It is conventional wisdom that sociologists have tended to neglect military concerns. In fact this is a somewhat misleading claim, since not only have numerous studies taken the military as a substantive area of interest, but (more importantly) it is hard to see what, if anything, is specifically sociological about militarism and war. The threat of global annihilation, implicit in the Cold War antics of the superpowers, would seem to be a subject of rather more than merely sociological interest.
In any case, Kurt Lang's Military Institutions and the Sociology of War (1972) offers an early review of relevant literature, and an annotated bibliography of more than 1300 items on organized violence. These suggest that sociological studies of the military may conveniently be considered under three headings. First, there has been extensive research into the involvement of the military in politics, both in the developed and developing world. C. Wright Mills's account of the American military-industrial complex during the Cold War period is a good example of the former. During the 1980s, in a significant extension of this tradition of study, some prominent social theorists (notably Anthony Giddens) and historical and comparative researchers (including Michael Mann) began investigating the relationship between military changes, on the one hand, and (the more usually explored) economic, political, social, and ideological changes on the other. In a more limited way, the endemic militarism (that is, the tendency to look for military solutions to political problems and conflicts) in some parts of the developing world is examined fully in volumes such as J. J. Johnson's The Role of the Military in Underdeveloped Countries (1962), which both identifies some of the many forms which militarism can take in politics (direct rule, indirect influence, strategic alliances), and also offers a long list of factors which predispose towards military intervention in government in particular societies (relative strength of armed forces, political stalemate, administrative corruption, and so forth). (It should be noted, however, that there is little or no agreement about precisely which of these factors are most important.)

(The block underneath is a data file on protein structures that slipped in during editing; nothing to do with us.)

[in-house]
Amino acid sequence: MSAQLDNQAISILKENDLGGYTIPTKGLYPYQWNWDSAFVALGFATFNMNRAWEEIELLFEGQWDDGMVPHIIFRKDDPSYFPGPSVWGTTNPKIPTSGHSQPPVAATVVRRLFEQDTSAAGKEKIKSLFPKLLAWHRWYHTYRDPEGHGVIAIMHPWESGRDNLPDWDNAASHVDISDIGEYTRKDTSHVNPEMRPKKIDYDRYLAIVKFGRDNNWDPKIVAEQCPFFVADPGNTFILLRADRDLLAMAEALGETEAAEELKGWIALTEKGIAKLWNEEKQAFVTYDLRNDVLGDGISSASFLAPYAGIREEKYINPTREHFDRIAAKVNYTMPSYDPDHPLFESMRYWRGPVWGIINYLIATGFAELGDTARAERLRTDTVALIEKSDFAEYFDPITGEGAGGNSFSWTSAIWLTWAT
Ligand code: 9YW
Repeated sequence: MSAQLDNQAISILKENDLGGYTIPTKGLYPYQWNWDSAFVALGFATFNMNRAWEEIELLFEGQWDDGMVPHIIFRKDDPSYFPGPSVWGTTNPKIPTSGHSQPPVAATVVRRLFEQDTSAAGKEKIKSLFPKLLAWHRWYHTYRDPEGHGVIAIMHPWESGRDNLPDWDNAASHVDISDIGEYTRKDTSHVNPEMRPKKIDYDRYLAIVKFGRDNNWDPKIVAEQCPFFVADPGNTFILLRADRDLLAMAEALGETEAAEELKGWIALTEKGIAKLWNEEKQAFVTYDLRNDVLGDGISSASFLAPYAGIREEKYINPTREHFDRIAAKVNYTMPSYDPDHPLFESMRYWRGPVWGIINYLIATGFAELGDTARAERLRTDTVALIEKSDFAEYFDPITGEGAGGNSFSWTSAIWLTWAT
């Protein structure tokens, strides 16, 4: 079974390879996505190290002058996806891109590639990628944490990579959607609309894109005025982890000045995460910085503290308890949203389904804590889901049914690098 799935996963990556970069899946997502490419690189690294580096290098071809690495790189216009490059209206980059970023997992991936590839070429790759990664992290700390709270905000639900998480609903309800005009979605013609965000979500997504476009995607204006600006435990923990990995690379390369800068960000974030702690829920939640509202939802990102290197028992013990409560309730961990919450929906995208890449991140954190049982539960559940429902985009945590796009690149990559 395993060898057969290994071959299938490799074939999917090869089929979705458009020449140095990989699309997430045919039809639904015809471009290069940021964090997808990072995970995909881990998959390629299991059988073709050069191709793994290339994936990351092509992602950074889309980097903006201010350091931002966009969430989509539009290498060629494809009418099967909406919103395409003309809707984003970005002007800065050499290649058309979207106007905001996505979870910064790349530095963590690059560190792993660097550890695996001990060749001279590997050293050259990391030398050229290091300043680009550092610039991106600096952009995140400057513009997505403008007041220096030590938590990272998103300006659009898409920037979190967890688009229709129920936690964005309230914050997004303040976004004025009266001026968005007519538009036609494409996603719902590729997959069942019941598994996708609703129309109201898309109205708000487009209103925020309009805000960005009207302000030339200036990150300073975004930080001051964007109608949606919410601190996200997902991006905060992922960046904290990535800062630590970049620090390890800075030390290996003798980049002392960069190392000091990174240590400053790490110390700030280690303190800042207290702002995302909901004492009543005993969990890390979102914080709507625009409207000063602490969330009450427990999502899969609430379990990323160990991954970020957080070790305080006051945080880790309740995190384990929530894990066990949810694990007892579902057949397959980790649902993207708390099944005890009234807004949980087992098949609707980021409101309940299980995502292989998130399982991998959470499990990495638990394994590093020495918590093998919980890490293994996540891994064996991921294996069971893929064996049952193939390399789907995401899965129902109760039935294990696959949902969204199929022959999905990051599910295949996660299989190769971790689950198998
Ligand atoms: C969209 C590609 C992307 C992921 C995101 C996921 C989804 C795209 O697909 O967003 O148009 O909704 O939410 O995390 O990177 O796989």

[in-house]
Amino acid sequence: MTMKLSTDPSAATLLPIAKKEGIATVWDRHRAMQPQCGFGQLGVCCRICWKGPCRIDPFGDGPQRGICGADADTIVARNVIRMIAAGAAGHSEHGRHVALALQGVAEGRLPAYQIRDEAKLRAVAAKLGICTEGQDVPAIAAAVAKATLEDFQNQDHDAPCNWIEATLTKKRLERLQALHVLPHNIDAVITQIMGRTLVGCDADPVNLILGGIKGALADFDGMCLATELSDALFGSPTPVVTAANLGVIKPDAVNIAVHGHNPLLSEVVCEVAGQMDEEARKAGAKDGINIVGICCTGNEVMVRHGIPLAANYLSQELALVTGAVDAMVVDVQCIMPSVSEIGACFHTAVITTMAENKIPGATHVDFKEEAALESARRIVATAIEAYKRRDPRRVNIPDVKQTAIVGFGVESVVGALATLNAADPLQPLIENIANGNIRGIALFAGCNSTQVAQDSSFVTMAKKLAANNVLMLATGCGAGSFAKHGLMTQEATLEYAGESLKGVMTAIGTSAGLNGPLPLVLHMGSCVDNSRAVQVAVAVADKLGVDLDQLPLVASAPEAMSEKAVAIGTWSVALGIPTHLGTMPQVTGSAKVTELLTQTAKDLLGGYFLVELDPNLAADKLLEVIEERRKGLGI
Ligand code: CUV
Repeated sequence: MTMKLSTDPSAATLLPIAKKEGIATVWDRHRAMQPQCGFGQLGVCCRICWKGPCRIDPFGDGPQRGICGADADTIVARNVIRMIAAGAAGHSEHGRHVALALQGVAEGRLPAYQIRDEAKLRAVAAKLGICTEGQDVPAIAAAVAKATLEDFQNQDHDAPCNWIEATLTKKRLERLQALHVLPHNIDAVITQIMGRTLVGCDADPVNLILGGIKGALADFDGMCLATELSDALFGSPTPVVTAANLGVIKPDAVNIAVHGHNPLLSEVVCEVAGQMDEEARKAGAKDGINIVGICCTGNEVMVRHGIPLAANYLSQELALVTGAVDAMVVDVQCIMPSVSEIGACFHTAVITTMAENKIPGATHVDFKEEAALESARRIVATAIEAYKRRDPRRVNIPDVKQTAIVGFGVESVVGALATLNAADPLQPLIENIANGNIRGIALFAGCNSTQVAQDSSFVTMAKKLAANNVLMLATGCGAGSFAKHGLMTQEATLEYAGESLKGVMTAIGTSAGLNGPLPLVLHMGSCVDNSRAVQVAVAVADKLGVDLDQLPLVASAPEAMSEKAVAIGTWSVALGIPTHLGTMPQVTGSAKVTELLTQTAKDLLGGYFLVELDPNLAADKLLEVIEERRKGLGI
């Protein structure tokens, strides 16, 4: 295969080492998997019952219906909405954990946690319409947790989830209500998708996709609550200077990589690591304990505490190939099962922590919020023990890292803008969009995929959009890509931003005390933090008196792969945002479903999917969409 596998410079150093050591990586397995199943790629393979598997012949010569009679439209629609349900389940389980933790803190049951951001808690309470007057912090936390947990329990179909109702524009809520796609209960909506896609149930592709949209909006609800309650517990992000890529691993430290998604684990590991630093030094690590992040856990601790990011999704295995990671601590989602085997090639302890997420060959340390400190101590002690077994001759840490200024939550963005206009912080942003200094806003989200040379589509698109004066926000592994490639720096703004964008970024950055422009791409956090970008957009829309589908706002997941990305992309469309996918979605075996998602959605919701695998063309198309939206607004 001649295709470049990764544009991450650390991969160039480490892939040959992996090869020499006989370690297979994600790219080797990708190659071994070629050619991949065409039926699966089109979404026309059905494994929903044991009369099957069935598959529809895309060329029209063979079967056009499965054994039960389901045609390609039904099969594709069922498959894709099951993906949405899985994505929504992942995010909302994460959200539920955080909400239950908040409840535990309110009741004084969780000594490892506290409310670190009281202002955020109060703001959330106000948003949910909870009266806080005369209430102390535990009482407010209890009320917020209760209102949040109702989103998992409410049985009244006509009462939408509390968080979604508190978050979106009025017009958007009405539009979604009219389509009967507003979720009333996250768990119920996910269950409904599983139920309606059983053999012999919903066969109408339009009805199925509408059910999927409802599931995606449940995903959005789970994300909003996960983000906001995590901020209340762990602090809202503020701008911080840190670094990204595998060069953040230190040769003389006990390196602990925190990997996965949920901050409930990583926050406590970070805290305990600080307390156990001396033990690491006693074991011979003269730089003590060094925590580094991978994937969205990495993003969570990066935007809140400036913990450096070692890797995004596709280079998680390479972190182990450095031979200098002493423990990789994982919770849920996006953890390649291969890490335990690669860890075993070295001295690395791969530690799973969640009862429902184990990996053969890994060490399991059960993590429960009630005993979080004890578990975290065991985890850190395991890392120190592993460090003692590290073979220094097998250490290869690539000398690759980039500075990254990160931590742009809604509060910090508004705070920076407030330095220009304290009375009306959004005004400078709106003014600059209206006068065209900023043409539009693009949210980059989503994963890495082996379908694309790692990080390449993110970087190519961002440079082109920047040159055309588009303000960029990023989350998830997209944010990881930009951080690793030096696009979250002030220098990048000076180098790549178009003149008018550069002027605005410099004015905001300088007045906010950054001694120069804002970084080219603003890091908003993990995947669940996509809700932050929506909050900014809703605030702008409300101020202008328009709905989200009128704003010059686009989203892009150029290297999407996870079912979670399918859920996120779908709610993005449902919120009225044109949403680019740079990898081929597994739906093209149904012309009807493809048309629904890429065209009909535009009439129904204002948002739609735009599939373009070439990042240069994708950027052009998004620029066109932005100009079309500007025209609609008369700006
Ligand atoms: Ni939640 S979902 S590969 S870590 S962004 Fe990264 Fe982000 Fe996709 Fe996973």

Second, one might point to the attention given to the topics of war and violence in the sociological theories of Social Darwinists and evolutionists such as the Polish social theorist Ludwig Gumplowicz (1838–1909) and the Austrian Gustav Ratzenhofer (1842–1904), both of whom extended their theories about the origins of conflict between social groups to include the military struggles between states. Gumplowicz traced such violence to an insurmountable hatred that allegedly exists between different races, on account of their lack of a common blood-bond, and hypothesized that wars between states express an urge for conquest that arises from a desire for improved economic conditions at the expense of other groups. Ratzenhofer (a field-marshal and president of the supreme military court of Austria) produced a typology of interests which were said to be rooted in human nature and governed social life, these being procreative, physiological, individual (self-assertion), social (group welfare), and transcendental (religion). These generate conflict between groups (because of an innate human predisposition to obey primary impulses and to hate), but at the same time form the basis of social order, since this struggle for existence soon becomes organized on a group basis and leads eventually to the appearance of (competing) nationstates.